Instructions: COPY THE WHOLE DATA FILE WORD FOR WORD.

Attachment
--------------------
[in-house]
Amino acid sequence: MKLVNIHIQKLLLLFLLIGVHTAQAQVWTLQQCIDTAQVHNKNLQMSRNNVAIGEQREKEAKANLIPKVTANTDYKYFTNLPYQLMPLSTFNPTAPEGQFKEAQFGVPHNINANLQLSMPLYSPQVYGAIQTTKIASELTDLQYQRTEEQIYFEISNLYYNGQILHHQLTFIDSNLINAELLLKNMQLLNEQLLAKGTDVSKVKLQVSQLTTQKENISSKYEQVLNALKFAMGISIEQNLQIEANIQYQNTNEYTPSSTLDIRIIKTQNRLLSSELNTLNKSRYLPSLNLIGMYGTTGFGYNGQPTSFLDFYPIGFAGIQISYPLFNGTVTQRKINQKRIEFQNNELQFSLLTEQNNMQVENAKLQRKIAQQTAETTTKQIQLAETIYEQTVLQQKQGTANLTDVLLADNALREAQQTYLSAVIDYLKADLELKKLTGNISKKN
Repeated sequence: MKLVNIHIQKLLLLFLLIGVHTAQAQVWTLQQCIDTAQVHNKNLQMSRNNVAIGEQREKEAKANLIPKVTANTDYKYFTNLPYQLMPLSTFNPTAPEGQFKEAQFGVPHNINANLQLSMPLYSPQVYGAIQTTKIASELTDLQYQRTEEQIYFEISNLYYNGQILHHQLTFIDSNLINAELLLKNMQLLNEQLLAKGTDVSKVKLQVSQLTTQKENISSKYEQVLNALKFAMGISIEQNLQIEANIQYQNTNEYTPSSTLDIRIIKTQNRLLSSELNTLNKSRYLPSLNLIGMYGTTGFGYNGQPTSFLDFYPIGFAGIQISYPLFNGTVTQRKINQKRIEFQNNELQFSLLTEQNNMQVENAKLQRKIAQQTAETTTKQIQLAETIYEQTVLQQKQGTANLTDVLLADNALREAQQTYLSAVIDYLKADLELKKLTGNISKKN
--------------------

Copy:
[in-house]
Amino acid sequence: MKLVNIHIQKLLLLFLLIGVHTAQAQVWTLQQCIDTAQVHNKNLQMSRNNVAIGEQREKEAKANLIPKVTANTDYKYFTNLPYQLMPLSTFNPTAPEGQFKEAQFGVPHNINANLQLSMPLYSPQVYGAIQTTKIASELTDLQYQRTEEQIYFEISNLYYNGQILHHQLTFIDSNLINAELLLKNMQLLNEQLLAKGTDVSKVKLQVSQLTTQKENISSKYEQVLNALKFAMGISIEQNLQIEANIQYQNTNEYTPSSTLDIRIIKTQNRLLSSELNTLNKSRYLPSLNLIGMYGTTGFGYNGQPTSFLDFYPIGFAGIQISYPLFNGTVTQRKINQKRIEFQNNELQFSLLTEQNNMQVENAKLQRKIAQQTAETTTKQIQLAETIYEQTVLQQKQGTANLTDVLLADNALREAQQTYLSAVIDYLKADLELKKLTGNISKKN
Repeated sequence: MKLVNIHIQKLLLLFLLIGVHTAQAQVWTLQQCIDTAQVHNKNLQMSRNNVAIGEQREKEAKANLIPKVTANTDYKYFTNLPYQLMPLSTFNPTAPEGQFKEAQFGVPHNINANLQLSMPLYSPQVYGAIQTTKIASELTDLQYQRTEEQIYFEISNLYYNGQILHHQLTFIDSNLINAELLLKNMQLLNEQLLAKGTDVSKVKLQVSQLTTQKENISSKYEQVLNALKFAMGISIEQNLQIEANIQYQNTNEYTPSSTLDIRIIKTQNRLLSSELNTLNKSRYLPSLNLIGMYGTTGFGYNGQPTSFLDFYPIGFAGIQISYPLFNGTVTQRKINQKRIEFQNNELQFSLLTEQNNMQVENAKLQRKIAQQTAETTTKQIQLAETIYEQTVLQQKQGTANLTDVLLADNALREAQQTYLSAVIDYLKADLELKKLTGNISKKN